'Deliberate Targets': Violent Attacks on Educators and Students as a Tactic of War

Malala Yousafzai – the Pakistani student who stood up to the Taliban and survived a brutal attack in 2012– became a global symbol of courage and a tenacious spokesperson for children and education around the world. She is however just one of the tens of thousands of children and teachers who have been intentionally targeted with violence, according to a new report by the Global Coalition to Prevent Education from Attack (GCPEA).

Education Under Attack 2014, is the most exhaustive, the most in-depth study to date of targeted attacks on schools and universities, teachers and students,” says Zama Coursen-Neff, chair of the coalition. It identifies 30 countries where there was a clear pattern of these attacks was evident over the the past five years. The documented incidents are not “collateral damage” in war zones or accidents – these are deliberate and planned assaults.

Restricting teacher union activity and academic freedom. Blocking the education of girls. Imposing religious or cultural values. Destroying schools or using them as barracks. The motivations and perpetuators vary but education, says Diya Nijhowne, director of GCPEA, provides irresistible and often defenseless targets.

“Schools, students, and staff are not just caught in the crossfire, but are all too often the targets of attacks. They are bombed, burned, shot, threatened, and abducted precisely because of their connection to education.  They are soft, easy targets, and governments and armed groups need to protect them from being used as a tactic of war,” Nijhowne explains.

The countries most heavily affected during the reporting period of 2009-2013 were Afghanistan, Colombia, Pakistan, Somalia, Sudan and Syria. In Afghanistan, schools were the targets of more than 1,100 attacks, including arson and suicide bombings. School personnel have been continually threatened, killed and kidnapped. One of the most dangerous places to be a teachers is Colombia, where more than 140 educators have been killed, with a thousands more receiving death threats.

Despite the rash of school shootings over the past few years, the United States was not included in the study. These are the acts of lone perpetuators and are not motivated by blocking access to education or suppressing other basic rights. So an incident such as the Sandy Hook shooting, even with its high number of casualties, wasn’t noted.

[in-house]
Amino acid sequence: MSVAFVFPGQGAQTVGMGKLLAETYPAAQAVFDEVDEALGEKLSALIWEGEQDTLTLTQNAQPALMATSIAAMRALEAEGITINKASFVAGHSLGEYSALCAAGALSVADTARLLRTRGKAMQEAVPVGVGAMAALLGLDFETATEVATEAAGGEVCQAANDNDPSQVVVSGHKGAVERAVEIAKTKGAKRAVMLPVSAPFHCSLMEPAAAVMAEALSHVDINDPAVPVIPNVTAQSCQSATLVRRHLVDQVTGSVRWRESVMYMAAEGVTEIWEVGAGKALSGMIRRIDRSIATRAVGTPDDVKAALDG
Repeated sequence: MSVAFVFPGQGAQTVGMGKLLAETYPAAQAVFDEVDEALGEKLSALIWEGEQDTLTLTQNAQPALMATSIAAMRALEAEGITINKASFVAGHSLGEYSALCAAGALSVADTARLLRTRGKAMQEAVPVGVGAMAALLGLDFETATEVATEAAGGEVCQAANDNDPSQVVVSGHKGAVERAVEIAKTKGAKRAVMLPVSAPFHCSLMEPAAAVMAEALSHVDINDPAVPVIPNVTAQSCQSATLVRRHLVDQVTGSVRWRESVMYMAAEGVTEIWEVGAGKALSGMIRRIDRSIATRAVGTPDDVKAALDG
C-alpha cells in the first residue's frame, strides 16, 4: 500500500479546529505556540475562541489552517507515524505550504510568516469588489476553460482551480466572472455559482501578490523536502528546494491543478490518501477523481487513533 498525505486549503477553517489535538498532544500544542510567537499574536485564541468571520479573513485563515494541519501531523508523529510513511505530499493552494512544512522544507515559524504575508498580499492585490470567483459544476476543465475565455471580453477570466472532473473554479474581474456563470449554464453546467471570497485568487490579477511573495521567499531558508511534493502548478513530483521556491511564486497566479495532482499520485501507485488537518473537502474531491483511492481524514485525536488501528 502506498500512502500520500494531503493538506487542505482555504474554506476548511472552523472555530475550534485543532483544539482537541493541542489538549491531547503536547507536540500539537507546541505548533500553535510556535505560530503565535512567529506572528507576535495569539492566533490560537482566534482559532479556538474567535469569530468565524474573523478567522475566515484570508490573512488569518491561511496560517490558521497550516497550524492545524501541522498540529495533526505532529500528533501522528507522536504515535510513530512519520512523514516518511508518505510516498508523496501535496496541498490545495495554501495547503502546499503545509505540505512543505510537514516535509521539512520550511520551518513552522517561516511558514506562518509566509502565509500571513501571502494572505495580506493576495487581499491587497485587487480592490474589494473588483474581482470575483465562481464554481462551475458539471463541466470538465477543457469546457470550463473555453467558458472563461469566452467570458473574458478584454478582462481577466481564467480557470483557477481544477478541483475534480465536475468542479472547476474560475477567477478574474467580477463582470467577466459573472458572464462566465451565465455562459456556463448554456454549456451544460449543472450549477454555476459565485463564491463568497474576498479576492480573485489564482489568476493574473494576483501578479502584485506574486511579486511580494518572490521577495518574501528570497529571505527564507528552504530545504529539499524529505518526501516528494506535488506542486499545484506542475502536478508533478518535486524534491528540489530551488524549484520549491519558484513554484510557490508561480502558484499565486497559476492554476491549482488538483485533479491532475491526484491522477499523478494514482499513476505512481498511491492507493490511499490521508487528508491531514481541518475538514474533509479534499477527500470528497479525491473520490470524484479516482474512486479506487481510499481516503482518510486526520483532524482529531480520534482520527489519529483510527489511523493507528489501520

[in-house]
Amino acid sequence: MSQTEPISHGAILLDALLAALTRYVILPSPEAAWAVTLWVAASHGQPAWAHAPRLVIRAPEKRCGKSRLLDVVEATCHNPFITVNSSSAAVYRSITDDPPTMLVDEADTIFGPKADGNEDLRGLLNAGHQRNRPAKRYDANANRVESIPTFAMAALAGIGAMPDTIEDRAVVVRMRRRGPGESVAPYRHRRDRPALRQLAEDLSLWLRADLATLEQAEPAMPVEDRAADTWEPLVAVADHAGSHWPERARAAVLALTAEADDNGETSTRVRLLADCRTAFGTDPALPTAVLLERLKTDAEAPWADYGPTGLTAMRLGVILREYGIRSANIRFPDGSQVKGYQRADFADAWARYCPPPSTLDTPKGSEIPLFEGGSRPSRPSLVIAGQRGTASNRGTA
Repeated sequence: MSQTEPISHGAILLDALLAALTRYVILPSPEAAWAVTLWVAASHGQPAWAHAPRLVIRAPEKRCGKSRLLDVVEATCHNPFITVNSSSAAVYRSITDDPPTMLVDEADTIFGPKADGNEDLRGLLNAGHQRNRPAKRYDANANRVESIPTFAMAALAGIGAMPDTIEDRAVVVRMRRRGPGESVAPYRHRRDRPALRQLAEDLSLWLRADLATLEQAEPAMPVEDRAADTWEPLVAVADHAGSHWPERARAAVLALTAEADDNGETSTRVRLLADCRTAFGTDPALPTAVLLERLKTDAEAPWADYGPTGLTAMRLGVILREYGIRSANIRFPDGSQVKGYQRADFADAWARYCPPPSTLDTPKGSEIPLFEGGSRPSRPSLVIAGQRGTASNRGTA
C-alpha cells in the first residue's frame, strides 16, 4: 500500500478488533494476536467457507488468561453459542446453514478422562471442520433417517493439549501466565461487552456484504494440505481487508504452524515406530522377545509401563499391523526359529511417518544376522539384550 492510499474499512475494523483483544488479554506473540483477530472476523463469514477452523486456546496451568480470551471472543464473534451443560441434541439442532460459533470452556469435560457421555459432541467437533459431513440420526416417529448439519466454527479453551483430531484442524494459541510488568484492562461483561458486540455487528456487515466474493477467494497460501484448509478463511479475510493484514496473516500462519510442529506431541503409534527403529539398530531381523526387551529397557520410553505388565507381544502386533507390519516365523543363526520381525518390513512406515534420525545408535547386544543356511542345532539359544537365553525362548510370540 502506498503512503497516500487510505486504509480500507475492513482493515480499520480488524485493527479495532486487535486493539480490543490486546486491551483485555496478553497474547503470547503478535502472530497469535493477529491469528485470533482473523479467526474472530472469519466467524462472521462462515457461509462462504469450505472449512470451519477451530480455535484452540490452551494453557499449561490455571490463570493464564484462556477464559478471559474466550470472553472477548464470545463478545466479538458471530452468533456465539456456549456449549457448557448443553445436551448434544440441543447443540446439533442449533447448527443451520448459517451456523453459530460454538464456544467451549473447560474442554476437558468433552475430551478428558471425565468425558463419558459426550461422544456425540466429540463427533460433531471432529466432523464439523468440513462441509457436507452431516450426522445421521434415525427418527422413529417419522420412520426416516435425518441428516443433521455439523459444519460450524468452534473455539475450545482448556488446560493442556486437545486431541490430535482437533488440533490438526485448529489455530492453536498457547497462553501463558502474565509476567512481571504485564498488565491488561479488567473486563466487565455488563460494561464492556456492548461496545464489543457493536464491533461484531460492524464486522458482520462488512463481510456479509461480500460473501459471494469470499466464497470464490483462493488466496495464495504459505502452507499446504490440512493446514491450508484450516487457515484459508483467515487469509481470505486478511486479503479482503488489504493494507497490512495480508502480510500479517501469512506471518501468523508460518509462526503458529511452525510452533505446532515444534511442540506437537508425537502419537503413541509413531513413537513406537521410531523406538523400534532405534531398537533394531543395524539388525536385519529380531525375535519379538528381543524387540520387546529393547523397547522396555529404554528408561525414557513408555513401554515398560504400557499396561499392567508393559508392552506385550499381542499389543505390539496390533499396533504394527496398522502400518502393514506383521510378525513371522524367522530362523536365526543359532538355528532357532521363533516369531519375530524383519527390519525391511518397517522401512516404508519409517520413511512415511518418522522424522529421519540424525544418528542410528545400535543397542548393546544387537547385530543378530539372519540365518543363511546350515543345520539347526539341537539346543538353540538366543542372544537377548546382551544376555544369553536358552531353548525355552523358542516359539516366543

In addition to the obviously devastating effects acts of violence and intimidation have on the victims and their families, the impact on communities and the effort to build better lives for children are deep and far-reaching.

An attack on a teacher or school undermines “confidence in education systems, traumatizes students, and discourages parents from sending children to school,” says Fred van Leeuwen, general secretary of Education International, who contributed data to the GCPAE report.

Specifically, student absentee and dropout rates increase, the number of qualified and willing teachers is reduced, and basic access to quality education is disrupted – often indefinitely – as school buildings are destroyed outright by attacks, or are seized by armies to be used as barracks.

According to the GCPAE report, “Over the long term, it is reasonable to expect that an undereducated citizenry will be less able to promote open and accountable government, safeguard essential human rights and compete in a global economy.”

“Education Under Attack” does explore ways governments and international institution can protect schools and individuals, including:

  • A stronger commitment to bringing perpetrators of these crimes to justice.
  • Issuing and enforcing new laws and military orders that prohibit use of schools  for military purposes.
  • Strengthening security around school buildings, students and teachers, as well as establishing alternative safe learning spaces. However, the report also notes that, in some instances the presence of armed guards may actually invite, rather than prevent, attacks.
  • Amending some policies and curricula to prevent even the perception that schools are biased against particular ethnic or religious groups, which can provoke violence in many of the profiled countries.


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